prev sibling next sibling parent "bearophile" <bearophileHUGS lycos.com> writes:
Andrei Alexandrescu:

 The problem with this is well-defining it. Since every in.xyz 
 expression could access an arbitrary method of the old object, 
 that means the whole object would need to be somehow 
 duplicated. Alternatively, all in.xyz expressions would need to 
 be evaluated before the function's entry point, which is weird 
 (what order? how about side effects? etc).

 The whole in.xyz trick (or as in Eiffel old.xyz) is inherently 
 flimsy. I'd rather allow the user to save and check their own 
 state instead, without resorting to a complicated definition.

Then we have to take a look at how C# and Ada solve such problem (both support the pre-state). Bye, bearophile
May 25 2013
prev sibling next sibling parent Peter Williams <pwil3058 bigpond.net.au> writes:
On 26/05/13 10:43, Andrei Alexandrescu wrote:
 On 5/25/13 8:38 PM, Peter Williams wrote:
 For some class methods, to express comprehensive out{} contracts it is
 necessary to be able to refer to the state of the class object before
 the operation as well as after it e.g. if the method adds something to a
 container you need to be able to specify that nothing was accidentally
 deleted from the container during the method. I've scoured the language
 specification and Andrei's book for advice on how to do this without any
 luck.

 Can it be done and, if so, how?

 Thanks
 Peter

Unfortunately we don't have a solution to that. A while ago I proposed that the "in" and "out" contracts share the same scope. That would allow us to do: class A { void fun() in { auto oldLen = this.length; } out { assert(this.length == oldLen + 1); } body { ... } } That was technically difficult to do back then, and fell by the wayside.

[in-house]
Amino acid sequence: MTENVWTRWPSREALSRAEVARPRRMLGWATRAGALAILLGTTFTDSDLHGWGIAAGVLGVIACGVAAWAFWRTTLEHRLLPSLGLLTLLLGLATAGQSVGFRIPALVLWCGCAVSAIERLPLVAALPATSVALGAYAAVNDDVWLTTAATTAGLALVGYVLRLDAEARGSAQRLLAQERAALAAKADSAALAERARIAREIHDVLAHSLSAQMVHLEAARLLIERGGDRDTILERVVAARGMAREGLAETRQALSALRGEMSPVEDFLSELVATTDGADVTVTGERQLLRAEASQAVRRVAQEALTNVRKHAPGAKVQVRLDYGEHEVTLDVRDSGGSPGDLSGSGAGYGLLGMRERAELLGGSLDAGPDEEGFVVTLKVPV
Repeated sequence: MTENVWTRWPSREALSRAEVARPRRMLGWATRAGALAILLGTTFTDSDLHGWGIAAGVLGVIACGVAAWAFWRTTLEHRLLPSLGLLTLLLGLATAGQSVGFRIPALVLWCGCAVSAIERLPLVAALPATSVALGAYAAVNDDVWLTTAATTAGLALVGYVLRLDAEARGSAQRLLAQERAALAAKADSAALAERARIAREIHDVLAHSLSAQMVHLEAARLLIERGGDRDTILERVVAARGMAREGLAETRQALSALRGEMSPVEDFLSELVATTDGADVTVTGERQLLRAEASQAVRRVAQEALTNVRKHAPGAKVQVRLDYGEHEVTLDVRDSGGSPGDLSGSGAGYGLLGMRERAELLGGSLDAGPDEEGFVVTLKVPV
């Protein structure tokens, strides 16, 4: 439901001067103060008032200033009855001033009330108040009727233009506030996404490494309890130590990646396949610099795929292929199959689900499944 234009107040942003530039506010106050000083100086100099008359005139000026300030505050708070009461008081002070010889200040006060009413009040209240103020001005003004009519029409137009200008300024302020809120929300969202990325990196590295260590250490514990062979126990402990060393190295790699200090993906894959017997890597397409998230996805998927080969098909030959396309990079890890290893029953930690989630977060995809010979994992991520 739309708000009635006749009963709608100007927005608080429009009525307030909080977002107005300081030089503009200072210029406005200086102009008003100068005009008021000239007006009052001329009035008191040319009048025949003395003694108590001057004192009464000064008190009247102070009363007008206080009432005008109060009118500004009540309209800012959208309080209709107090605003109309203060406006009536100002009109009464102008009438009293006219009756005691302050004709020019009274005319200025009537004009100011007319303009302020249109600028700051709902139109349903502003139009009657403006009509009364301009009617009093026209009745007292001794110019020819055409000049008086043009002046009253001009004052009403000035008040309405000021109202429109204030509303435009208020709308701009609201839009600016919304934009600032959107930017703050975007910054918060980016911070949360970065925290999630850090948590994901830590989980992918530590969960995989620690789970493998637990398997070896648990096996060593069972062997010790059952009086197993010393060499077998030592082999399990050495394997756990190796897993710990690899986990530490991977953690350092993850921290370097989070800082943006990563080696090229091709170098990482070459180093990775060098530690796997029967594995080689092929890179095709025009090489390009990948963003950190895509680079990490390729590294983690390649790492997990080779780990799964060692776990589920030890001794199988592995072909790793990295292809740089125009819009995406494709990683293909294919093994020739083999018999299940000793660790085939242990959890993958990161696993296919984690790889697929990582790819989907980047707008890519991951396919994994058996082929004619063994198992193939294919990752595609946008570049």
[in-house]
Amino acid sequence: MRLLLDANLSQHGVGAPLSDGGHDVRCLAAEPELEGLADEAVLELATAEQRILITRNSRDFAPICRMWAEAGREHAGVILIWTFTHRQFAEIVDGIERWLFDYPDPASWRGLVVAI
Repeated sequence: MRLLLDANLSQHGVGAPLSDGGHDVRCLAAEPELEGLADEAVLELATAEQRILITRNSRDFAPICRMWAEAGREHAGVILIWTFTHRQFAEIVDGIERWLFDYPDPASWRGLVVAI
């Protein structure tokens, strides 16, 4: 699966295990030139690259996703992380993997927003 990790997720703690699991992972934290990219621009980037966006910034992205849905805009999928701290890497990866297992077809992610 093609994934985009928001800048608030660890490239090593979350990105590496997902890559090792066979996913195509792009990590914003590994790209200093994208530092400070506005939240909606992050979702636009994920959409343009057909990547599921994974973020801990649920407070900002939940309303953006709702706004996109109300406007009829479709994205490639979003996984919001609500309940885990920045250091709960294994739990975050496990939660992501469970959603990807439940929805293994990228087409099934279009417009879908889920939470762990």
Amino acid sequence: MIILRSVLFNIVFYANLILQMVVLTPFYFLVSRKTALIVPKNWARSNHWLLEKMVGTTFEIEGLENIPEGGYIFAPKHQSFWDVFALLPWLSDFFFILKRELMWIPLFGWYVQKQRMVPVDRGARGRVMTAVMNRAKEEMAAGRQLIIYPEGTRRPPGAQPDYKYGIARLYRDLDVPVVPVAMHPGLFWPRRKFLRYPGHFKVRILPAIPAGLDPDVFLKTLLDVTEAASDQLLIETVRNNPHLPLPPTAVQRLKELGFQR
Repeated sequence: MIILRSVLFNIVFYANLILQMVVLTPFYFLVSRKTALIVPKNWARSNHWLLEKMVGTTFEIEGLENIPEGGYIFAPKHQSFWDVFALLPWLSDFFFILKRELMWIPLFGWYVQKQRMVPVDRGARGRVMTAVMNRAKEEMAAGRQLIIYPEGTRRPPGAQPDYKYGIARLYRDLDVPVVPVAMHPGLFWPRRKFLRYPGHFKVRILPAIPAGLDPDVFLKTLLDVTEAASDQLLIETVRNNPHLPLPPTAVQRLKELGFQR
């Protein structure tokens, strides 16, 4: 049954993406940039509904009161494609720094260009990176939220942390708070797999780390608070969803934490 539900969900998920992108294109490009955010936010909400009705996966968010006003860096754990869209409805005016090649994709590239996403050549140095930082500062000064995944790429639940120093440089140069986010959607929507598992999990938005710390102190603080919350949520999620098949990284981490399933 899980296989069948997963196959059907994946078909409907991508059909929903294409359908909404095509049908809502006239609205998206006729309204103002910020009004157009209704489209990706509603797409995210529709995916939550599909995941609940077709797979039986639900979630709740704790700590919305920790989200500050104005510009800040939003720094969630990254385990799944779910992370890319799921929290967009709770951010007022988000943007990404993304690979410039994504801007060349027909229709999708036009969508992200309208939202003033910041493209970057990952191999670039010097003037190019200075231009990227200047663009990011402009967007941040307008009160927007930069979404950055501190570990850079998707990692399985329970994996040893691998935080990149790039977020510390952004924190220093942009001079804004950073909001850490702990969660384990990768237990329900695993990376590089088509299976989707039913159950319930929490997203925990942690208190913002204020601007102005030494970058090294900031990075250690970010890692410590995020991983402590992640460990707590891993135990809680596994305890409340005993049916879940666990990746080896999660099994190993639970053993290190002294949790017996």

That looks like a good solution to me.
 Today it would break too much code to introduce even if feasible.

How would it break code? I've tried to imagine how but have failed. Peter
May 25 2013
prev sibling next sibling parent Peter Williams <pwil3058 bigpond.net.au> writes:
On 26/05/13 11:47, Andrei Alexandrescu wrote:
 On 5/25/13 9:18 PM, Adam D. Ruppe wrote:
 On Sunday, 26 May 2013 at 01:12:35 UTC, Andrei Alexandrescu wrote:
 On 5/25/13 9:03 PM, Andrej Mitrovic wrote:
 On 5/26/13, Andrei Alexandrescu<SeeWebsiteForEmail erdani.org>
 in { auto oldLen = this.length; }



 Since every in.xyz expression could access an arbitrary method of the
 old object,

Here, in.oldLen refers to the local variable you defined in the in{} scope, as opposed to plain oldLen which would be searing the out{} scope.

Ohh, I see. Yes, that could work.

That revelation also answers my question about how it could break code. Peter
May 25 2013
prev sibling next sibling parent "Idan Arye" <GenericNPC gmail.com> writes:
On Sunday, 26 May 2013 at 01:47:39 UTC, Andrei Alexandrescu wrote:
 On 5/25/13 9:18 PM, Adam D. Ruppe wrote:
 On Sunday, 26 May 2013 at 01:12:35 UTC, Andrei Alexandrescu 
 wrote:
 On 5/25/13 9:03 PM, Andrej Mitrovic wrote:
 On 5/26/13, Andrei 
 Alexandrescu<SeeWebsiteForEmail erdani.org>
 in { auto oldLen = this.length; }



 Since every in.xyz expression could access an arbitrary 
 method of the
 old object,

Here, in.oldLen refers to the local variable you defined in the in{} scope, as opposed to plain oldLen which would be searing the out{} scope.

Ohh, I see. Yes, that could work. Thanks, Andrei

Wouldn't it be simpler to define in the `in` clause what to pass to the out clause? Something like: class A { void fun() in { out oldLen = this.length; } out { assert(this.length == oldLen + 1); } body { ... } } Or even combine the two: class A { void fun() in { out oldLen = this.length; } out { assert(this.length == in.oldLen + 1); } body { ... } }